Tik Bahadur Gharti (63) from Rauswa makes regular visits to Kathmandu at least twice a year, to see a doctor. For him the ability to feed his family depends on keeping his eyesight protected.
With every bitter dose of eye drop he instils; he prays that his disease will be cured. Although the doctor tells him, he needs to do so for the rest of his life, but he still hopes. Following this path, he walks from his home for three hours to get a bus to Kathmandu. He has no other way. Sometimes he gets free eyedrops, but often, he is prescribed a cheaper drug.
Glaucoma is a common cause of irreversible blindness. Although medications and surgical treatments are promising to control the intraocular pressure and maintain the optic nerve; the disease is harder on the patients living in rural Nepal.
Every district of Nepal has primary eye care centers (PECC) with ophthalmic assistants and occasional visits of eye surgeons. Moreover, fourteen districts along the longest India-Nepal border are well equipped with modern technology for glaucoma treatment. Twenty-two tertiary eye hospitals out of thirty-five, are in this region. The PECCs of large hospitals have penetrated all parts of the Terai districts. However, the situation isn’t the same in districts in the hilly and mountain regions. Due to geographical constraints, the PECCs are hard to reach and glaucoma medications difficult to access.
“People are more conscious of their health than in the past, so they reach district eye centers or eye hospitals. Glaucoma patients are told to follow up as per the doctor’s suggestion. But we are still unsure about the compliance once they leave the hospital.” — Glaucoma Specialist
Most of the glaucoma medications prescribed in Nepal are available under the benefit scheme of Social health insurance. 66 out of 77 districts have already rolled out this programme since 2016. Glaucoma medications are the most expensive among ocular drugs ranging from 1 to 20 dollars in Nepal. The surgical treatment of glaucoma is cost-effective in comparison to life-long medications; however, the outcomes are not convincing. The failure rate is high, and the patient needs to follow up regularly for 5-6 months.
“The first line of drug- alpha-agonist are expensive so sometimes, we have to choose based on the patient’s economic status. It’s better their eyes are protected with cheaper beta-blockers than no medication because of unaffordability of the first line of the drug.” — District eye care center ophthalmic assistant
Barriers for access
Availability of anti-glaucoma medication is a major issue: followed by financial accessibility. Pharmacies tend to stock medicines that are frequently prescribed to an optimal number of health service receivers. Anti-glaucoma drugs are not available in local pharmacies in urban as well as rural areas. They are available only in pharmacies at the eye hospital premises. Because of lack of data on disease surveillance of glaucoma, the demand for anti-glaucoma drugs in a particular district or region is not predictable. Besides that, there are very few glaucoma surgeons (approximately 30) for the population. The catchment of glaucoma patients is also uncommon, as most of the eye camps are focused on cataract screening. Patients with primary open-angle glaucoma are diagnosed during opportunistic evaluation in such community eye camps. There are very few to almost non-existent dedicated glaucoma screening community eye camps and similarly health education and awareness programmes. Lack of awareness is also a barrier to accessing the service.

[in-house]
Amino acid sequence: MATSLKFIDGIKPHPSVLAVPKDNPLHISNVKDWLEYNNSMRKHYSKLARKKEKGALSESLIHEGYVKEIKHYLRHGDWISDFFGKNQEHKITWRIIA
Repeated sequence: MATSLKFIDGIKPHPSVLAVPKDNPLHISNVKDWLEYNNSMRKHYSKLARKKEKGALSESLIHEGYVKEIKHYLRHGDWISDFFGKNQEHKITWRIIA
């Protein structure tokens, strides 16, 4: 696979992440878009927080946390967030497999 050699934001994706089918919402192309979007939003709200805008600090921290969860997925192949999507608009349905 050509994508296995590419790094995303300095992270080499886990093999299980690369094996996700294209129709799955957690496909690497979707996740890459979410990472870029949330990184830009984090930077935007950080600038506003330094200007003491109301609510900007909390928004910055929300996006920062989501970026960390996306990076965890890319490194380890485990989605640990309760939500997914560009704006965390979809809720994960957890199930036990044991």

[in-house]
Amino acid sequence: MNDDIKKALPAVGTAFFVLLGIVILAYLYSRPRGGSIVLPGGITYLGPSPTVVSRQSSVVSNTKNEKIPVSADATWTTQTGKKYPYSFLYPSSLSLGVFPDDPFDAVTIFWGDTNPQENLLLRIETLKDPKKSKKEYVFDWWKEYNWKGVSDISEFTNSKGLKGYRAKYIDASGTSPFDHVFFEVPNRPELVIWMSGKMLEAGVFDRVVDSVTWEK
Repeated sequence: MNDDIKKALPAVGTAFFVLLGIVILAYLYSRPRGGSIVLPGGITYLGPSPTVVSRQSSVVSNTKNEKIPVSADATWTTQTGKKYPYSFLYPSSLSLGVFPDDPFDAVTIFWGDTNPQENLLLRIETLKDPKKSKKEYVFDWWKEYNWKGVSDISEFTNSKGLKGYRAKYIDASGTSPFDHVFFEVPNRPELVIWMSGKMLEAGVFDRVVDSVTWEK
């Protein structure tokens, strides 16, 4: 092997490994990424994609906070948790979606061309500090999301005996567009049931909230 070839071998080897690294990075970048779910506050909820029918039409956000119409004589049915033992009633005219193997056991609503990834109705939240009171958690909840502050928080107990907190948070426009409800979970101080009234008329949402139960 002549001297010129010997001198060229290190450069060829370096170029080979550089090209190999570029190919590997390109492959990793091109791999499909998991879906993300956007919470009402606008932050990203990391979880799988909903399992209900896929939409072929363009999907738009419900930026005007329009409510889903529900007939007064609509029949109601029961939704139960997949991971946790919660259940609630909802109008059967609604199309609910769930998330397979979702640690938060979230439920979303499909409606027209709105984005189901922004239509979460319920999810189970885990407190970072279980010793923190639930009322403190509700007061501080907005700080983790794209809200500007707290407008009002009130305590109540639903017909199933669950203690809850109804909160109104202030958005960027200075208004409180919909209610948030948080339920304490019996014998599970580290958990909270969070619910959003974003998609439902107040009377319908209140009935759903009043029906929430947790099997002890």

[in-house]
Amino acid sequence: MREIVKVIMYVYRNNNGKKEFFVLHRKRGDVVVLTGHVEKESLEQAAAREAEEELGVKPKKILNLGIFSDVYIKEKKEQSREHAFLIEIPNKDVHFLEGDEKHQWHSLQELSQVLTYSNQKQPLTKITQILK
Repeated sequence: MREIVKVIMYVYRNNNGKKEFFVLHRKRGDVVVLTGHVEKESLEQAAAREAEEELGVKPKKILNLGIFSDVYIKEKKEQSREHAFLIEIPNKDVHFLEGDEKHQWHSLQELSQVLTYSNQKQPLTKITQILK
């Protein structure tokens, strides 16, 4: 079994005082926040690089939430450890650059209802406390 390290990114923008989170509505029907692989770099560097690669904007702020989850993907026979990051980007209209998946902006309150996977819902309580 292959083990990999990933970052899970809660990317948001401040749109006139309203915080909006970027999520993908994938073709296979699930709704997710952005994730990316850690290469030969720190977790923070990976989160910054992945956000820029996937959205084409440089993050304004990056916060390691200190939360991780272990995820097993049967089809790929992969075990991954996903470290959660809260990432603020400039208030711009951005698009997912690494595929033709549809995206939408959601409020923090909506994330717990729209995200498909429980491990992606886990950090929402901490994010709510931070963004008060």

However, some innovative ways of screening unaware glaucoma patients have raised hope. Some of the inventive campaigns are community household eye screening by EREC-P in eastern Terai, refractive error among child (REACH) project in different districts, outreach camps by hospitals and INGOs, Vision Screening March Months campaign by Nepalese Association of Optometrist (NAO).
Marginally extending the general eye camps for evaluating the posterior segment of the eye can have a greater return in terms of finding opportunistic glaucoma cases. Maintaining a patient database through community surveillance for glaucoma and connecting this with the national health service delivery chain can be rewarding for accessibility of anti-glaucoma drugs for all insured and uninsured patients. Skill transfer to optometrists and ophthalmic assistants on the early-stage evaluation of glaucoma and referral to specialists, at the primary level can have promising outcomes in the context of Nepal.
Nevertheless, had the drugs been available at his PHC, Tik Bahadur Gharti wouldn’t need to travel every 6 months despite the financial burden to protect his sight.
Increasing financing and maintaining sustainability in glaucoma treatment is the need. It can only be achieved by greater political commitment and a policy departure in the eye health sector of Nepal. The government needs to fully integrate basic eye services in the health service package at all levels. The social health insurance (SHI) needs to cover all seventy-seven districts, with financial support to conduct outreach activities with detailed ophthalmoscopy and availability of glaucoma medications at all local health posts and hospitals available free of cost to the needy.
Image: Performing perimetry by Brahamdev Mandal